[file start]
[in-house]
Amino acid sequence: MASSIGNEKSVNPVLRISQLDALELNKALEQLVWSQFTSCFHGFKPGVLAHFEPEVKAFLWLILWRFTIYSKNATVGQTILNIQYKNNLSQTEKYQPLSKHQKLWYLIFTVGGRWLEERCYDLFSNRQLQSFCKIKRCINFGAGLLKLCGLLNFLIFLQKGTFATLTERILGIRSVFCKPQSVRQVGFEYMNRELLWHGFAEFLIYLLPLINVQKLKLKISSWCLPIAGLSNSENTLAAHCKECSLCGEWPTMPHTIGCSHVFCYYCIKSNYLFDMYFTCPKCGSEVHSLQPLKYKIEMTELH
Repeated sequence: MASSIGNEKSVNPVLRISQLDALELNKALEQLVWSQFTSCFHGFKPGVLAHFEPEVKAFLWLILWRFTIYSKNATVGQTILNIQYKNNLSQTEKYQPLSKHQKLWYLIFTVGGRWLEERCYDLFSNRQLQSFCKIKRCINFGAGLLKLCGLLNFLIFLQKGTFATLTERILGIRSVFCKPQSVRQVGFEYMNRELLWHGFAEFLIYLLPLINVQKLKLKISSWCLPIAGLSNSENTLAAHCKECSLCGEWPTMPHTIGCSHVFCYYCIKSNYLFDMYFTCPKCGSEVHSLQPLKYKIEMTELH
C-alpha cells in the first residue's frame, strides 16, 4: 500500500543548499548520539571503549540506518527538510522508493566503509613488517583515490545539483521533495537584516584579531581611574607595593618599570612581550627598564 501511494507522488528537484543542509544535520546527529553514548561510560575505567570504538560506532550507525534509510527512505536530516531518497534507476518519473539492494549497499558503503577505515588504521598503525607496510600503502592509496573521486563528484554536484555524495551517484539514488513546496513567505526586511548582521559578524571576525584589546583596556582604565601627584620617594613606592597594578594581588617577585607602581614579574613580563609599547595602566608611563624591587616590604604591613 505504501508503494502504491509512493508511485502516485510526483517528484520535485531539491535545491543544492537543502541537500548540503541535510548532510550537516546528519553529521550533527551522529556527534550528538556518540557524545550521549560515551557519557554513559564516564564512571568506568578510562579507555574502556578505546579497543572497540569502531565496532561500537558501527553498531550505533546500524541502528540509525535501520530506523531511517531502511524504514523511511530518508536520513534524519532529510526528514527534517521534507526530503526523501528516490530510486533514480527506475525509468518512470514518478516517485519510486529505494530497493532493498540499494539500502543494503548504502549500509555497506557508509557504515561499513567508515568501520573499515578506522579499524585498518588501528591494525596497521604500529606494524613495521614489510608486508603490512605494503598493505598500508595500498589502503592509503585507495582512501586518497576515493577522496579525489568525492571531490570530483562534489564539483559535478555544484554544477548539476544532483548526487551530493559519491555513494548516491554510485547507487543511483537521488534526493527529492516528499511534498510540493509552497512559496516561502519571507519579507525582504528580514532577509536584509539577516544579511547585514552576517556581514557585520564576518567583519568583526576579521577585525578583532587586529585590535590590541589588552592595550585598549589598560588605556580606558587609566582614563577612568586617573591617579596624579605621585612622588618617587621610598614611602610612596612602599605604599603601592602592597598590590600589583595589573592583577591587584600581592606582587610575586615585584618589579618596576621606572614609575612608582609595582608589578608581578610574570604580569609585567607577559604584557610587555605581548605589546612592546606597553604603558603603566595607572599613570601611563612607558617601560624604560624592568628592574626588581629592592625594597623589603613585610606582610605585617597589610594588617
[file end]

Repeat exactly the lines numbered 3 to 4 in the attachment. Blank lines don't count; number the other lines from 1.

Repeated sequence: MASSIGNEKSVNPVLRISQLDALELNKALEQLVWSQFTSCFHGFKPGVLAHFEPEVKAFLWLILWRFTIYSKNATVGQTILNIQYKNNLSQTEKYQPLSKHQKLWYLIFTVGGRWLEERCYDLFSNRQLQSFCKIKRCINFGAGLLKLCGLLNFLIFLQKGTFATLTERILGIRSVFCKPQSVRQVGFEYMNRELLWHGFAEFLIYLLPLINVQKLKLKISSWCLPIAGLSNSENTLAAHCKECSLCGEWPTMPHTIGCSHVFCYYCIKSNYLFDMYFTCPKCGSEVHSLQPLKYKIEMTELH
C-alpha cells in the first residue's frame, strides 16, 4: 500500500543548499548520539571503549540506518527538510522508493566503509613488517583515490545539483521533495537584516584579531581611574607595593618599570612581550627598564 501511494507522488528537484543542509544535520546527529553514548561510560575505567570504538560506532550507525534509510527512505536530516531518497534507476518519473539492494549497499558503503577505515588504521598503525607496510600503502592509496573521486563528484554536484555524495551517484539514488513546496513567505526586511548582521559578524571576525584589546583596556582604565601627584620617594613606592597594578594581588617577585607602581614579574613580563609599547595602566608611563624591587616590604604591613 505504501508503494502504491509512493508511485502516485510526483517528484520535485531539491535545491543544492537543502541537500548540503541535510548532510550537516546528519553529521550533527551522529556527534550528538556518540557524545550521549560515551557519557554513559564516564564512571568506568578510562579507555574502556578505546579497543572497540569502531565496532561500537558501527553498531550505533546500524541502528540509525535501520530506523531511517531502511524504514523511511530518508536520513534524519532529510526528514527534517521534507526530503526523501528516490530510486533514480527506475525509468518512470514518478516517485519510486529505494530497493532493498540499494539500502543494503548504502549500509555497506557508509557504515561499513567508515568501520573499515578506522579499524585498518588501528591494525596497521604500529606494524613495521614489510608486508603490512605494503598493505598500508595500498589502503592509503585507495582512501586518497576515493577522496579525489568525492571531490570530483562534489564539483559535478555544484554544477548539476544532483548526487551530493559519491555513494548516491554510485547507487543511483537521488534526493527529492516528499511534498510540493509552497512559496516561502519571507519579507525582504528580514532577509536584509539577516544579511547585514552576517556581514557585520564576518567583519568583526576579521577585525578583532587586529585590535590590541589588552592595550585598549589598560588605556580606558587609566582614563577612568586617573591617579596624579605621585612622588618617587621610598614611602610612596612602599605604599603601592602592597598590590600589583595589573592583577591587584600581592606582587610575586615585584618589579618596576621606572614609575612608582609595582608589578608581578610574570604580569609585567607577559604584557610587555605581548605589546612592546606597553604603558603603566595607572599613570601611563612607558617601560624604560624592568628592574626588581629592592625594597623589603613585610606582610605585617597589610594588617